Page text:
Prior to the influence of Christianity in Ron-Kulere country, which began in the 1930s, there existed hierarchically structured cult associations. Among the Ron, only males were allowed to take part in the rituals. Women were not allowed to see the masqueraders associated with it. At a certain age, boys were initiated into the lowest rank. In order to become a member (makocok) and ascend into higher ranks of the associations one had to feast their members. The following text by Mr. Mafulul Lek explains how this was done and some other traditions associated with the kocok. Continue reading
Here is another story by Mafulul Lek in which he deals with the Ron traditional religion (Nyorong). Nyorong is the name of a grass mask worn by a person who thus represents the traditional religious authority. In former times, this authority was highly feared. The following story tells another case of a person who challenged that authority.
At the end of the story, Mafulul Lek provides a list of all the traditional rulers and modern district heads of Daffo until 1990. Check whether you know any of their names!
In the past, in Ron country, law and customs were maintained by the kocok, a religiously sanctioned caste of elders. The head of that caste was called “Saf ma Nyorong“. The following story by Mafulul Lek tells how a man who was a makocok himself challenged their authority. Continue reading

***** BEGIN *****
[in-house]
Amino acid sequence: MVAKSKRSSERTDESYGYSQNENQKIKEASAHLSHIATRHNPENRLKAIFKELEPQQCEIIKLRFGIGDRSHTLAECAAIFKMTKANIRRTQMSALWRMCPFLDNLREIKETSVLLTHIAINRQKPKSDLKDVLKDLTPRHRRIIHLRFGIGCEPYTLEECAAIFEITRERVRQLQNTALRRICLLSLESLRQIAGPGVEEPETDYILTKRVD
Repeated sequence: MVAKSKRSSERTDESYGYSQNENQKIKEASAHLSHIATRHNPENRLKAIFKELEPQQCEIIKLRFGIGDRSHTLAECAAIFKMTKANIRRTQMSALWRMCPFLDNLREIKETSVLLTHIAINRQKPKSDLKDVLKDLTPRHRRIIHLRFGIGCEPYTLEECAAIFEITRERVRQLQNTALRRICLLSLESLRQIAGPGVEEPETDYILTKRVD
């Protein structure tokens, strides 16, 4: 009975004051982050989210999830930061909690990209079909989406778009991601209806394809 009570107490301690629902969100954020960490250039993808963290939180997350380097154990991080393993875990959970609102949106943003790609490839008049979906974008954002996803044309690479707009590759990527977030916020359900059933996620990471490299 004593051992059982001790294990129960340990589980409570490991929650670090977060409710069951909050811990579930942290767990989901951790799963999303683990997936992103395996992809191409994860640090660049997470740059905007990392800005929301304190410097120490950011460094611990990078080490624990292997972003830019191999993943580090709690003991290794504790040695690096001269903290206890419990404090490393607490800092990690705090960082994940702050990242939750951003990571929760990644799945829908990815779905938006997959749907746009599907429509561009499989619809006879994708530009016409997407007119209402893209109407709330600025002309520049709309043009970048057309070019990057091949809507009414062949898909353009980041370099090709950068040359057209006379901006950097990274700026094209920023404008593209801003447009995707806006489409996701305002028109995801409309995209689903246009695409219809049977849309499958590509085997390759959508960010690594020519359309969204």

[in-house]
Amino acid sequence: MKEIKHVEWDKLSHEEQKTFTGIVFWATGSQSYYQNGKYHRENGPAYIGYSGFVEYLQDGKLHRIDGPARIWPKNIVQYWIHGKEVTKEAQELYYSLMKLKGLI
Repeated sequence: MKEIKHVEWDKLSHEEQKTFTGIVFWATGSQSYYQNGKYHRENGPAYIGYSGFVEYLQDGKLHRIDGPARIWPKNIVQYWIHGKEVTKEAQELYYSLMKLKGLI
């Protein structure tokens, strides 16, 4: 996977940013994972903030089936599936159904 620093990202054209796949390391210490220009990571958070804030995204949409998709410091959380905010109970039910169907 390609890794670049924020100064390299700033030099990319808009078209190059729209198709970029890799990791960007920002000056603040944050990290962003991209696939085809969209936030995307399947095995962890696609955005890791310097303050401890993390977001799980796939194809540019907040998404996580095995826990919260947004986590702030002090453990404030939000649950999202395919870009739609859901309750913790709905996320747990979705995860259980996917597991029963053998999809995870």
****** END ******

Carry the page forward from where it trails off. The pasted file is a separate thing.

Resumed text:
Dr. Barbara Frank (Private photo)
Dr. Barbara Frank was one of the few people worldwide doing research on the culture and history of the Ron and Kulere people. She was born in Goßfelden near Marburg in 1936 and died in Marburg in 2004. This year, she would have been 75 years old. She died too early. May her soul rest in peace! Continue reading
The following text in the Bokkos dialect of Ron was written down by Mr. Benjamin Dapel Matawal (seen here on a picture together with his family) in 1999. It is a description of the traditional customs surrounding courtship and marriage among the Ron.
Posted in Ron
Tagged Bokkos, culture
The Ron language is spoken by about 115,000 people mostly in Bokkos Local Government in Plateau State, Nigeria. It is bordered by Kulere and the Mushere dialect of Mwaghavul in the south and southwest, Sha and Mundat in the west, Birom in the north and Mwaghavul in the east. The Ron people are also called “Chala” by their neighbours (“cala” being their most common greeting). Continue reading